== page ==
In men diagnosed with prostate cancer, free testosterone was lower in those with high-grade versus low or intermediate grade cancer. A free testosterone of 52 pg/mL (180 pmol/L) or lower was associated with a significantly increased risk of high-grade versus low-intermediate grade prostate cancer. The prospective study was conducted in 405 men with a PSA above 2.5 ng/mL who had undergone prostate biopsy. A lower bioavailable testosterone of 125 ng/dL (4.3 nmol/L) was also associated with high-grade prostate cancer in the study (Bayar 2017). The study confirmed earlier research suggesting that lower free testosterone may be an independent marker for more aggressive prostate cancer (Hoffman 2000).

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Bayar, Göksel et al. “Low free and bioavailable testosterone levels may predict pathologically-proven high-risk prostate cancer: a prospective, clinical trial.” Turkish journal of urology vol. 43,3 (2017): 289-296. doi:10.5152/tud.2017.35467

Bhasin, Shalender et al. “Testosterone Therapy in Men With Hypogonadism: An Endocrine Society Clinical Practice Guideline.” The Journal of clinical endocrinology and metabolism vol. 103,5 (2018): 1715-1744. doi:10.1210/jc.2018-00229

Bhatia, Vishal et al. “Low testosterone and high C-reactive protein concentrations predict low hematocrit in type 2 diabetes.” Diabetes care vol. 29,10 (2006): 2289-94. doi:10.2337/dc06-0637

Davis, Susan R., and Sarah Wahlin-Jacobsen. "Testosterone in women—the clinical significance." The Lancet Diabetes & Endocrinology 3.12 (2015): 980-992.

Hoffman, M A et al. “Is low serum free testosterone a marker for high grade prostate cancer?.” The Journal of urology vol. 163,3 (2000): 824-7.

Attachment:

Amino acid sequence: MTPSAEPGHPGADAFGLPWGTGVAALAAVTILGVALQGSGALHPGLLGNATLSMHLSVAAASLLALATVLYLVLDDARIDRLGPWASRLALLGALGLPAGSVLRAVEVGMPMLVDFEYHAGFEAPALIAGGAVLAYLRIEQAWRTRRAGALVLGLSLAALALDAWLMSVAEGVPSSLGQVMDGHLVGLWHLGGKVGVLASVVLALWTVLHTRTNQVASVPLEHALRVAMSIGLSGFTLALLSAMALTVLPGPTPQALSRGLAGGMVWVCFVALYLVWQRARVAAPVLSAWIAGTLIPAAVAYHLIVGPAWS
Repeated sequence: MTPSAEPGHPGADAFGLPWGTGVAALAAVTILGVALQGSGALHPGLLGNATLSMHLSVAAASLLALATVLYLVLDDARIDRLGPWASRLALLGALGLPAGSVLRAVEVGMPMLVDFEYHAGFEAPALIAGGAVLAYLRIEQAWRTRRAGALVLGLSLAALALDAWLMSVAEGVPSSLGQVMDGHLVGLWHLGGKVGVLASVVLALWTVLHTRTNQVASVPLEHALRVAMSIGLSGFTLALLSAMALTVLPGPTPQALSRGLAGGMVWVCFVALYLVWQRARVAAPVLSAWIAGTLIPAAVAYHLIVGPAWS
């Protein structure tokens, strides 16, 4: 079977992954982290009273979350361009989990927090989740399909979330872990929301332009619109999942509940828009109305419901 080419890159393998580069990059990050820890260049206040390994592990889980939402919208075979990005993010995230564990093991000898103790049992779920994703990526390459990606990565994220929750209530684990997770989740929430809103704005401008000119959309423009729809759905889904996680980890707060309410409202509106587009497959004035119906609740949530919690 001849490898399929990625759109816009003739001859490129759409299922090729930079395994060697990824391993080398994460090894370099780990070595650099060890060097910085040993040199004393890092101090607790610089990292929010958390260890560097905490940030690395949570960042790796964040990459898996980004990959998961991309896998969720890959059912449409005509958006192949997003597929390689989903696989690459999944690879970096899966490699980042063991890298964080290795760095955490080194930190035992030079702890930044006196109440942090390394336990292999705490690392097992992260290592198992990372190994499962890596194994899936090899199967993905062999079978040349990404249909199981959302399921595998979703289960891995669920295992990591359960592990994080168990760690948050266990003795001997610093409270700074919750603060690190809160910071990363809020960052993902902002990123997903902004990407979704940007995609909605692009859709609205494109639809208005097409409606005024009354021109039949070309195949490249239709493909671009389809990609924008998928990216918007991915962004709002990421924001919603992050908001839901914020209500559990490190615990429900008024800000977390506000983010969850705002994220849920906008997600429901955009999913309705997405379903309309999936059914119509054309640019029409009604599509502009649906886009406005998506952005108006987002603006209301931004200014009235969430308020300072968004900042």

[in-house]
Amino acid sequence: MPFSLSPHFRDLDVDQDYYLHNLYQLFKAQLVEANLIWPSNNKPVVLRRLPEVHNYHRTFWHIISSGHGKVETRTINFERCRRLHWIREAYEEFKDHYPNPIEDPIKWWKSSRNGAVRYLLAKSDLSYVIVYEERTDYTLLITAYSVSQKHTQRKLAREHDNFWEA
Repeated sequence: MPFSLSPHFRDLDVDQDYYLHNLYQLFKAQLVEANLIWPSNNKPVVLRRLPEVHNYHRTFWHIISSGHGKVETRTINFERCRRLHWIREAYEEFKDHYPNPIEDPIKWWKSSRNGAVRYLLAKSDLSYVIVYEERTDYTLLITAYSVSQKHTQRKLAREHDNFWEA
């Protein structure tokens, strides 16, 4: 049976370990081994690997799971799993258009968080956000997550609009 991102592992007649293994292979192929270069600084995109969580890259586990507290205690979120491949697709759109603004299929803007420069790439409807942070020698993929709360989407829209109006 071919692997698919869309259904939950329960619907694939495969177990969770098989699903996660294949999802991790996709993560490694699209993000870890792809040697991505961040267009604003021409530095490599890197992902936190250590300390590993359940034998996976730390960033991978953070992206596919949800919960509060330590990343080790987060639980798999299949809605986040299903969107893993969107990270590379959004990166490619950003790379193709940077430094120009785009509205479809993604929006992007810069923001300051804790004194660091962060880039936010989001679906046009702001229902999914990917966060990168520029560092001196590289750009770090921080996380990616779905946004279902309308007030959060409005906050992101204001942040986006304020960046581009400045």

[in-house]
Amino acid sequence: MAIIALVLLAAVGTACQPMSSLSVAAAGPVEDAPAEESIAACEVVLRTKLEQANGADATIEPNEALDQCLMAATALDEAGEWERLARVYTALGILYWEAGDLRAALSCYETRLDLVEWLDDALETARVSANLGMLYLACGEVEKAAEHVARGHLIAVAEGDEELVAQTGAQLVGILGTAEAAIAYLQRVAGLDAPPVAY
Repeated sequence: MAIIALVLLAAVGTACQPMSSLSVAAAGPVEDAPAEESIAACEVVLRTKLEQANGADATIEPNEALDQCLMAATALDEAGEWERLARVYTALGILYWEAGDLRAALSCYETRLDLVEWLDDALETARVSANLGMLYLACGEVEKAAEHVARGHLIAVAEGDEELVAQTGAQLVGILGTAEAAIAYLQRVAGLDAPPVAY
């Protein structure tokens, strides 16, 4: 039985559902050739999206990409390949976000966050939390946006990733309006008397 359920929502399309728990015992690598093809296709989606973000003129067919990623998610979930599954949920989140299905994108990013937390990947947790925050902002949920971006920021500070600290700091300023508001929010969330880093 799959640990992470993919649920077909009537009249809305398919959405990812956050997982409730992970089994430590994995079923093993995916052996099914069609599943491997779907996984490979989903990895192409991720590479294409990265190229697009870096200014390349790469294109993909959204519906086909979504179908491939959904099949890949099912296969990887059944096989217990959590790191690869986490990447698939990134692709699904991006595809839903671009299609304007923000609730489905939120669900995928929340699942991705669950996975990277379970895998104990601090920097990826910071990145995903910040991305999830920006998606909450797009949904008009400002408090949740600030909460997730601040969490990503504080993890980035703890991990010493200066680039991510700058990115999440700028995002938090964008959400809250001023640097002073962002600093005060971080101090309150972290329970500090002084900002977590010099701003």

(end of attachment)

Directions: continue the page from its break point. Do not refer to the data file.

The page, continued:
Hyde, Zoë et al. “Low free testosterone predicts mortality from cardiovascular disease but not other causes: the Health in Men Study.” The Journal of clinical endocrinology and metabolism vol. 97,1 (2012): 179-89. doi:10.1210/jc.2011-1617

Krasnoff, Joanne B et al. “Free testosterone levels are associated with mobility limitation and physical performance in community-dwelling men: the Framingham Offspring Study.” The Journal of clinical endocrinology and metabolism vol. 95,6 (2010): 2790-9. doi:10.1210/jc.2009-2680

Laaksonen, David E et al. “Testosterone and sex hormone-binding globulin predict the metabolic syndrome and diabetes in middle-aged men.” Diabetes care vol. 27,5 (2004): 1036-41. doi:10.2337/diacare.27.5.1036

Liu, Zhangshun et al. “Comparing calculated free testosterone with total testosterone for screening and diagnosing late-onset hypogonadism in aged males: A cross-sectional study.” Journal of clinical laboratory analysis vol. 31,5 (2017): e22073. doi:10.1002/jcla.22073

Rhoden, Ernani L et al. “Diabetes mellitus is associated with subnormal serum levels of free testosterone in men.” BJU international vol. 96,6 (2005): 867-70. doi:10.1111/j.1464-410X.2005.05728.x

Shea, Jennifer L et al. “Free testosterone: clinical utility and important analytical aspects of measurement.” Advances in clinical chemistry vol. 63 (2014): 59-84. doi:10.1016/b978-0-12-800094-6.00002-9

Yang, Qingtao et al. “Association of total testosterone, free testosterone, bioavailable testosterone, sex hormone-binding globulin, and hypertension.” Medicine vol. 98,20 (2019): e15628. doi:10.1097/MD.0000000000015628

Yuki, Atsumu et al. “Relationship between low free testosterone levels and loss of muscle mass.” Scientific reports vol. 3 (2013): 1818. doi:10.1038/srep01818

Tag(s): Biomarkers